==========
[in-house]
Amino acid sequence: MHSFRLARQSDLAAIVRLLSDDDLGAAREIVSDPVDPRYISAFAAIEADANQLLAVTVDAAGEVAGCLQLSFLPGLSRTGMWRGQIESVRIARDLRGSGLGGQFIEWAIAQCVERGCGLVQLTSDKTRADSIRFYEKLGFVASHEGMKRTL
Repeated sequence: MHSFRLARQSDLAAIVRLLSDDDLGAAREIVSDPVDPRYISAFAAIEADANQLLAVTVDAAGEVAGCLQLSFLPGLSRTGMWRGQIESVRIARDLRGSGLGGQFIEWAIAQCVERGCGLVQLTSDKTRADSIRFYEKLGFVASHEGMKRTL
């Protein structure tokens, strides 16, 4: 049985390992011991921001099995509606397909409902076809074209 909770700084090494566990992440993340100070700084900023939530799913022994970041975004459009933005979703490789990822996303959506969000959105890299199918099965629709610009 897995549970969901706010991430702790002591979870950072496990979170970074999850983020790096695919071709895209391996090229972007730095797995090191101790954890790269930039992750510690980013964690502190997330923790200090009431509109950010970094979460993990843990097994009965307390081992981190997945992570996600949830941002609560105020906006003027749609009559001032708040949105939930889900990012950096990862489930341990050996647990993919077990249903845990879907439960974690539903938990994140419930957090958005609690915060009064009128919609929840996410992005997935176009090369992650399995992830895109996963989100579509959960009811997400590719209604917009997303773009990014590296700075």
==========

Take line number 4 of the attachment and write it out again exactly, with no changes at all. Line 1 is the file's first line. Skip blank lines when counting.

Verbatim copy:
């Protein structure tokens, strides 16, 4: 049985390992011991921001099995509606397909409902076809074209 909770700084090494566990992440993340100070700084900023939530799913022994970041975004459009933005979703490789990822996303959506969000959105890299199918099965629709610009 897995549970969901706010991430702790002591979870950072496990979170970074999850983020790096695919071709895209391996090229972007730095797995090191101790954890790269930039992750510690980013964690502190997330923790200090009431509109950010970094979460993990843990097994009965307390081992981190997945992570996600949830941002609560105020906006003027749609009559001032708040949105939930889900990012950096990862489930341990050996647990993919077990249903845990879907439960974690539903938990994140419930957090958005609690915060009064009128919609929840996410992005997935176009090369992650399995992830895109996963989100579509959960009811997400590719209604917009997303773009990014590296700075």